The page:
Just to clarify… All of this has nothing to do with the aggregation of their tactical performance targets with yours into another 'joint performance scorecard', since the addition of short-term & selfish interests has always proven too weak and erratic to benefit all parties in place. Gathering competing ideas that look good on the surface might be tempting, but does not produce many results in reality as this kind of compromise remains strongly tied to politically-driven/win-lose tactics.
Instead, start to think of everyone’s understanding of everyone’s interests, powered by everyone’s willingness to partner and fuelled by everyone’s desire to drive the corporate strategy, as what ultimately triggers value from/for everyone (including your company, its end-customers and incidentally… yourself).
In short, this is what the Sum of the Parts is about, and its highly consensual and holistic nature is precisely what makes it look difficult to reach. You might also remember this as What’s In It For We (WIIFWe), a mindset introduced by Kate Vitasek and recognized as the cornerstone of any successful partnership.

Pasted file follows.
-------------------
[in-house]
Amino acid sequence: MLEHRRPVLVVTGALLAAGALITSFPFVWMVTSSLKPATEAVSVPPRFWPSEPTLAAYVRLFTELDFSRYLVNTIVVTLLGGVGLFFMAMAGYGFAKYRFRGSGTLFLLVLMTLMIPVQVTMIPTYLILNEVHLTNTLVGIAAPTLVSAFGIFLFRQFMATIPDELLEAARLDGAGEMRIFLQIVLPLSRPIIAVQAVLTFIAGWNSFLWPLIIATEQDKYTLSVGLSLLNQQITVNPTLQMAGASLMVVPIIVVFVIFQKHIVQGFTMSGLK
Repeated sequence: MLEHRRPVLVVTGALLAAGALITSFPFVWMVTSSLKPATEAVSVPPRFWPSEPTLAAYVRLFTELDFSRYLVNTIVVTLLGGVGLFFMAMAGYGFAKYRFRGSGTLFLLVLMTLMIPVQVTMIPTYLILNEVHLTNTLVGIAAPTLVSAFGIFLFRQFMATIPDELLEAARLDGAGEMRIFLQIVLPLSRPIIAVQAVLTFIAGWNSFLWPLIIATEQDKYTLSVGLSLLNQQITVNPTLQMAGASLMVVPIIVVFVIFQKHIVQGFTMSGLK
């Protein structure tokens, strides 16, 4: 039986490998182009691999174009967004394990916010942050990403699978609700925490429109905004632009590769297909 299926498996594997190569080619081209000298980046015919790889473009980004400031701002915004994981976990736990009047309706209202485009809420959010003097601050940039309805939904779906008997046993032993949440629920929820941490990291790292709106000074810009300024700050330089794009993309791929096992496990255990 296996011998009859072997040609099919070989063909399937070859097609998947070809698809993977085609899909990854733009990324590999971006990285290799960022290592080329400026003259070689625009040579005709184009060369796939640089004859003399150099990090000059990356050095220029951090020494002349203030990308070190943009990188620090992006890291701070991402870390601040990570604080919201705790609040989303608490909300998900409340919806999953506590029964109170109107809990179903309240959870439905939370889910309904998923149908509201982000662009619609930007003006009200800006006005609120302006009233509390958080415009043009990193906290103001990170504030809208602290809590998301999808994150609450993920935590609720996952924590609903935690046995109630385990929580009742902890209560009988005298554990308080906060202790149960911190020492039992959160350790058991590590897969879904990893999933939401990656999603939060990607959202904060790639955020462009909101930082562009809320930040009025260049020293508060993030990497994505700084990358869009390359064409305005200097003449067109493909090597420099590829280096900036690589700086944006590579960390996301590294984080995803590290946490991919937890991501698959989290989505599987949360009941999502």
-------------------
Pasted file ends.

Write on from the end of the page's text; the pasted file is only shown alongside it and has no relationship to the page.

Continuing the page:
Now, what exactly do we know about our internal customers’ Desired Outcomes? A simple way to define such outcomes would be to describe them as strongly related to: 'Their very own and personal definition of value'. This might sometimes look quite vague, considering that:
. Value is subjective, and varies based on personal considerations;
. Value is not always monetary, and can cover a broad scope of benefits;
. Value might be difficult to measure (and ignored by default thereto);
. Value channels differ across functions and business units.
Not only is this a fair statement, but to make it more difficult, the concept of value has been so overused for the past decades that it has either become a tarnished marketing cliché or a trendy (but deceptive) substitute for cost savings, which has all been contributing to drawing it away from its true essence.